One piece of merchandise I did not purchase were the official runDisney New Balance shoes that were all the rage this year. The lines were very long, and by the time I got to the expo they were handing out times to come back and purchase them later (yes, FastPass for shoes is now a thing). I never made it back to the expo and they did not have the shoes available anywhere else.
Disney Family 5K
For the 5K we got to sleep in, and by sleep in I mean sleep until 4am. Something you should know about the runDisney races is that they start early. Very early. The 5K had the latest start of them all beginning at 6:15am. We boarded the monorail (they run for all the races, an advantage of staying at a monorail resort, otherwise it’s buses) and made our way to Epcot.
The course itself remained the same as in past years. You start in the Wonder parking lot, turn right and run backstage toward the park. Run under the outdoor portion of Test Track, enter the park behind Mexico and make your way around World Showcase. Then its up to the front gate, back into the parking lot, and finish at the same finish line the same finish line that all races in the series use. Weather was okay that morning although it did start raining during the race.
As with last year there was a corral system in place allowing for staggered starts to ease course congestion. There were 5 corrals, A thru E. Each corral was large and I feel they would have benefited from the change made to the larger races (see below).
This was my mother’s first 5K, so I had planned to take it slow anyway. But this became much more important after an early December accident I had on a training run. I sprained my right ankle pretty badly and wasn’t even sure I was going to make it to the races at all. But I healed well enough to run, provided I took it easy. My mom and I ended up walking basically the entire course. While the 5K officially has the same 16 minute per mile pace requirement as all the other races, for this one it is pretty relaxed. We ended up near a 20 minute per mile and had plenty of time to spare (the final finisher did not come through for another 30 minutes). So if you are hesitating to sign up for this race due to the pace requirements, don’t worry about it. You will have plenty of time to finish this one.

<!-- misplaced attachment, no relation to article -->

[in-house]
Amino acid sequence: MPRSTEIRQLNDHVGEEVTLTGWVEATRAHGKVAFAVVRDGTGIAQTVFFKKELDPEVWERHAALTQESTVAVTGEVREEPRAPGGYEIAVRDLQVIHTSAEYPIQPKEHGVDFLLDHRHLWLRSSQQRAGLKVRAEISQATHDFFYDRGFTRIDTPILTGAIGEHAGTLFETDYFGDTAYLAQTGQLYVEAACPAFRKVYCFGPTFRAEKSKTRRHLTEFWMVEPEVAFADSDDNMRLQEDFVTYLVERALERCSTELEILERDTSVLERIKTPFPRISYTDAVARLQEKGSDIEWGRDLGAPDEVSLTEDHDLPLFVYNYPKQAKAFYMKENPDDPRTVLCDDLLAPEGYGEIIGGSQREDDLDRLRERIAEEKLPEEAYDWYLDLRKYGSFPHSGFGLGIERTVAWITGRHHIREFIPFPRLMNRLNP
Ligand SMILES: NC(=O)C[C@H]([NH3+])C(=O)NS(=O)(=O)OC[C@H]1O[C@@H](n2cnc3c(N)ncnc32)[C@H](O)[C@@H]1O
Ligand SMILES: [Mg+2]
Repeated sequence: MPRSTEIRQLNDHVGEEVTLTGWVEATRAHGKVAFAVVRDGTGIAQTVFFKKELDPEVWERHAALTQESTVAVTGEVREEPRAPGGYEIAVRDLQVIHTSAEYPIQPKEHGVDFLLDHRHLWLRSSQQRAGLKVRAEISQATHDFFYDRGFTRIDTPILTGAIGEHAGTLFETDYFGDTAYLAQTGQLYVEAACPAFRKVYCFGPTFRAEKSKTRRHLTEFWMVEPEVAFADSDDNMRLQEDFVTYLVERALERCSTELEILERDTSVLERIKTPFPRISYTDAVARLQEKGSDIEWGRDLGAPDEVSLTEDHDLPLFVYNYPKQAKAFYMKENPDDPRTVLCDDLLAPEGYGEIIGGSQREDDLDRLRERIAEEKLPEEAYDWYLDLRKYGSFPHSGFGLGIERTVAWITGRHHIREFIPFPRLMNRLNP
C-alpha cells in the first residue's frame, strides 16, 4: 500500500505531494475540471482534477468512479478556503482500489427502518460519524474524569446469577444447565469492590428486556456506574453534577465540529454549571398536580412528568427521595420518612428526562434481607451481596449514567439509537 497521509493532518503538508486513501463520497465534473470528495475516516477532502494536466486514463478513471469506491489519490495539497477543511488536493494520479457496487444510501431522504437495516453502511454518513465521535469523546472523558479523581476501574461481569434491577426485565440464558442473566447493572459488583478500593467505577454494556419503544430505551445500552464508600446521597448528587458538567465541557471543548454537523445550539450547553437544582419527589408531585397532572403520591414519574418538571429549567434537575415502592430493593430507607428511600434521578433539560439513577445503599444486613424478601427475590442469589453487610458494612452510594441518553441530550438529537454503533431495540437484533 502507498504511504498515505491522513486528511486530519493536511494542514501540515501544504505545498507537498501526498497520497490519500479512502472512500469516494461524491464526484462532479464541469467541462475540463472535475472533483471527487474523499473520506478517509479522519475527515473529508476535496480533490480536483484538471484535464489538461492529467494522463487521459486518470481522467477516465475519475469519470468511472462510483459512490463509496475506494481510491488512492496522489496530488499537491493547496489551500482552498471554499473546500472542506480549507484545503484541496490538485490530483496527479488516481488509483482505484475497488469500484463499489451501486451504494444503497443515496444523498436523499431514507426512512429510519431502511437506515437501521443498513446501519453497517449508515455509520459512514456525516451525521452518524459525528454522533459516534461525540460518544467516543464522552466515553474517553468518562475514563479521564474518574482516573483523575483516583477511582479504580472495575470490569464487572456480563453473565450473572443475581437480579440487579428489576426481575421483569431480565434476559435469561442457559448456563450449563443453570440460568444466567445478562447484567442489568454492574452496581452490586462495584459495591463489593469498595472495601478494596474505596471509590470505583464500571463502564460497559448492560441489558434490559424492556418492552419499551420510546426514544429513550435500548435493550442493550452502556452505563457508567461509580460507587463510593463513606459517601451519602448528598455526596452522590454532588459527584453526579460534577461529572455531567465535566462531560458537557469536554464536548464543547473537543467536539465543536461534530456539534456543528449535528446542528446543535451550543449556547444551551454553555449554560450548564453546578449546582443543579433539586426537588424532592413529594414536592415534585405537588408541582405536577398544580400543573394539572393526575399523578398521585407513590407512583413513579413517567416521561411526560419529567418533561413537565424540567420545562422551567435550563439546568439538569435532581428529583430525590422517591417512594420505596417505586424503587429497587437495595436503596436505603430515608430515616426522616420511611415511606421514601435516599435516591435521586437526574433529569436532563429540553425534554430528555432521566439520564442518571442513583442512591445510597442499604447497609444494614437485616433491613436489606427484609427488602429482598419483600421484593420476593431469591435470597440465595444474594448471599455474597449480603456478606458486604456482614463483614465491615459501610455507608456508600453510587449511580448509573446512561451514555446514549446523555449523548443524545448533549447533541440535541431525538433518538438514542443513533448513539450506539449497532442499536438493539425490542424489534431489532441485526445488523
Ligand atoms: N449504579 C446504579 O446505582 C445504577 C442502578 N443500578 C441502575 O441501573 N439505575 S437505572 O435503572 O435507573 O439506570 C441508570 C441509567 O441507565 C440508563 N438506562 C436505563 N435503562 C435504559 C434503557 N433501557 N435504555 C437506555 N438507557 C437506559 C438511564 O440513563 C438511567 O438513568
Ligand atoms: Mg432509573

As always they had characters out on he course for some one-of-a-kind photo moments. One character in particular stood out. Dopey was out on the course. And boy was he popular. He was right near the beginning of the Germany pavilion. The line stretched all the way to the miniature trains on the other side. There had to be 150 people in that line. I spoke with someone who waited over 25 minutes for that photo. Much as I would have loved it, I skipped that one.
Overall it was a great race but I do have one major complaint. And I was part of the problem in a way. The Dopey runners basically swallowed this race. Of 10,000 participants, 7,000 were Dopey. The “family” aspect seemed diminished this year. In fact, the stroller division was eliminated entirely. Now I intend to continue to run Dopey, but if they are going to include it in this race, perhaps they can expand the field to include more people. The 5K is a great race to use to introduce someone to running and I would hate to see it become little more than a warm up for the elites.
Also, its time to elevate this race to full status. It’s expensive, and even though it remains officially an untimed race, Dopey runners did have their times recorded. But it still gets you only a cotton shirt and rubber medal, unlike the other races in the week. Something to consider for next year runDisney.
My time: 1:03:08 – A personal worst for me, but a personal record for my mom, so we will just split the difference on this one.
Walt Disney World 10K
No more sleeping in. From here on out its rise and shine at 3am. The remaining races all have a 5:30am start time. Next up was the first ever Walt Disney World 10K. The breakdown of runner was similar to the day before (10,000 runners with about 7,000 Dopey runners).